University of California, Los Angeles, and University of California, Davis, researchers have published a study examining the health effects of foodborne toxin exposure in children and adults. Rainbow Vogt, et al., “Cancer and noncancer health effects from food contaminant exposures for children and adults in California: a risk assessment,” Environmental Health, November 2012. Based on self-reported food frequency data as well as food chemical levels obtained from publicly available databases, the study estimated exposure to multiple food contaminants for preschool age children (2-4 years), school-age children (5-7 years), parents of young children, and older adults.

The results allegedly showed that cancer benchmark levels “were exceeded by all children (100%) for arsenic, dieldrin, DDE, and dioxins,” while non-cancer benchmarks were exceeded by more than 95 percent of preschool-age children for acrylamide and by 10 percent of preschool-age children for mercury. The data also indicated that “the greatest exposure to pesticides from foods included in [the] analysis were tomatoes, peaches, apples, peppers, grapes, lettuce, broccoli, strawberries, spinach, dairy, pears, green beans, and celery.”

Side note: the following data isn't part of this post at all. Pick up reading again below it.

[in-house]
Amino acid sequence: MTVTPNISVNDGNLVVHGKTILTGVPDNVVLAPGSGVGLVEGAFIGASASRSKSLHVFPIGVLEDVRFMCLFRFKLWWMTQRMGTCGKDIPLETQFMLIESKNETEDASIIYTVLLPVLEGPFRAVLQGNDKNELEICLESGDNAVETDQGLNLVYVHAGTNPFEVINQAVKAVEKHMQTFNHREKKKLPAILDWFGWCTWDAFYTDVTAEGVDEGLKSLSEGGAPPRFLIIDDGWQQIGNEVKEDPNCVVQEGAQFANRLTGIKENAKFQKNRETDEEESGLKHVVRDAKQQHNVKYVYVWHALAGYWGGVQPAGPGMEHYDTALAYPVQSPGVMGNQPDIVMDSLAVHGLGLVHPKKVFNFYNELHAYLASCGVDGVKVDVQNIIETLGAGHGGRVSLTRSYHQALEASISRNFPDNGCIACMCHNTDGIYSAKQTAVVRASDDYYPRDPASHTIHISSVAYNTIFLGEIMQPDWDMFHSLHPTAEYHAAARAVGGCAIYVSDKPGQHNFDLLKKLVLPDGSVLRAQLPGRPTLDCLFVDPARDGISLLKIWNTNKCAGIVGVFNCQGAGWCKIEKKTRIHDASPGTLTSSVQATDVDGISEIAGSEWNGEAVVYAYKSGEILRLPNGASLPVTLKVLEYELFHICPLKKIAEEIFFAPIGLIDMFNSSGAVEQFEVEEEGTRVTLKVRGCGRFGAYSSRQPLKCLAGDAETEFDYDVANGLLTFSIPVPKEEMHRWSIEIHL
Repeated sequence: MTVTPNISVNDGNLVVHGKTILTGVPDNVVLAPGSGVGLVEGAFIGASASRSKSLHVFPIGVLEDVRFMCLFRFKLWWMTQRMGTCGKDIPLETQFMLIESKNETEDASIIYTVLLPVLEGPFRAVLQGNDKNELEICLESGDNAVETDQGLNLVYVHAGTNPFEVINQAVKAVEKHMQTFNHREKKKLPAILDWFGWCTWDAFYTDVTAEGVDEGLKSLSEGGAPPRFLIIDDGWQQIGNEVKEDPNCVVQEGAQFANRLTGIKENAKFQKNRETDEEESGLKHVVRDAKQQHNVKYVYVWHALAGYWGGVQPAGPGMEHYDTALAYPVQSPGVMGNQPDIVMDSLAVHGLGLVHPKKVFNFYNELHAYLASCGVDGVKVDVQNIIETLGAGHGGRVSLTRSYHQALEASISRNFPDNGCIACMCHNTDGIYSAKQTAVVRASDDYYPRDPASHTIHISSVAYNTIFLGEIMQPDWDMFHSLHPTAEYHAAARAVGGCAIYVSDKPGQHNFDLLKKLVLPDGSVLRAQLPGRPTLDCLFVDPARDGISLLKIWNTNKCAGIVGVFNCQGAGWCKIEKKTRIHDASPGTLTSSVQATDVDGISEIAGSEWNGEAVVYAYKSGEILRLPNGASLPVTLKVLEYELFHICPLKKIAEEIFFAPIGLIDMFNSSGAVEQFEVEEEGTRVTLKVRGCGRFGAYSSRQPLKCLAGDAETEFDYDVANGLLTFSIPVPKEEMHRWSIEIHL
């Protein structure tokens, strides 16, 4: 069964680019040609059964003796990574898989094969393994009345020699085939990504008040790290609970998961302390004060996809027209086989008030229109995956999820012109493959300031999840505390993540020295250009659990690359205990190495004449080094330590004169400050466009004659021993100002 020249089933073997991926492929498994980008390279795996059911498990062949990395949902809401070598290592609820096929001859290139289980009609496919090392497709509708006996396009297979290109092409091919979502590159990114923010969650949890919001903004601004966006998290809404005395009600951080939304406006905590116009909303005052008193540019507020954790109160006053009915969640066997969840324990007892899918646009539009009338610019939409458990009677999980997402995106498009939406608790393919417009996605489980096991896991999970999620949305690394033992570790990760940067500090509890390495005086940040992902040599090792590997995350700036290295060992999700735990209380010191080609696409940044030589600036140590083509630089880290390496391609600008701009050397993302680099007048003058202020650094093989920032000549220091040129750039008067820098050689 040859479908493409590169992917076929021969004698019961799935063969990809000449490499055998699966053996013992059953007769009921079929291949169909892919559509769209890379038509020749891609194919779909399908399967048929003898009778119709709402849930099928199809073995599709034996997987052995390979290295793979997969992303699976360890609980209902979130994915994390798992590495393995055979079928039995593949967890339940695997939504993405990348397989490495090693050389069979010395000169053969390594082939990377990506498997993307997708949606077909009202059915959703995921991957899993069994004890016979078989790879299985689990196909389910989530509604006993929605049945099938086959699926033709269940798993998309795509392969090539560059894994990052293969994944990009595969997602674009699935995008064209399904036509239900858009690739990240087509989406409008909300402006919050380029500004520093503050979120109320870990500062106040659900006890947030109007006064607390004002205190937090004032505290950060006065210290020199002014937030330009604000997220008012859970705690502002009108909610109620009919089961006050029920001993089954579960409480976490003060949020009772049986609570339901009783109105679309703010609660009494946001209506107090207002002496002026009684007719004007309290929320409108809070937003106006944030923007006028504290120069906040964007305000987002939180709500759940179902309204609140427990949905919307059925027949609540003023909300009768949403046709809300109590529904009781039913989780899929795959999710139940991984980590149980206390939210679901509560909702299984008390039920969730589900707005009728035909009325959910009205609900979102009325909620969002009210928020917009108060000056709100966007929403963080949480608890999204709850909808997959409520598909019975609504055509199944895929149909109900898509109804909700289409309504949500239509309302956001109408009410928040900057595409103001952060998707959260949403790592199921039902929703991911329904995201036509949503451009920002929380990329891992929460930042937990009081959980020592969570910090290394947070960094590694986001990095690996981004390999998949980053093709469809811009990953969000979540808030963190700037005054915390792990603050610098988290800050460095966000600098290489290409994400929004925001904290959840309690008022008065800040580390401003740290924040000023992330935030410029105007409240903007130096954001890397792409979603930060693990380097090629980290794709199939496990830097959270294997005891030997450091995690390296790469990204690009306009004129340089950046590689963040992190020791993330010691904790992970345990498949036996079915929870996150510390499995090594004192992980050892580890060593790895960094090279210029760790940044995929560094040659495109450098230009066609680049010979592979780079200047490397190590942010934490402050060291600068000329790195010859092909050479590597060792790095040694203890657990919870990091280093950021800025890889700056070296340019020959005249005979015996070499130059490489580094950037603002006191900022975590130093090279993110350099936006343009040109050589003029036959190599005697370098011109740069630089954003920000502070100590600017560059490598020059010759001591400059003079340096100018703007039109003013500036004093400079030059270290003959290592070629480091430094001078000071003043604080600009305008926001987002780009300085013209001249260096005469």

Although the study’s authors conceded that the food-frequency survey could have resulted in “under and over estimation,” they still recommended certain “dietary strategies to reduce exposure to toxic compounds for which cancer and non-cancer benchmarks are exceeded by children.” In particular, they have urged consumers to seek out “organically produced dairy and selected fruits and vegetables to reduce pesticide intake,” consume less animal foods “to reduce intake of persistent organic pollutants and metals,” and consume “lower quantities of chips, cereal, crackers, and other processed carbohydrate foods to reduce acrylamide intake.”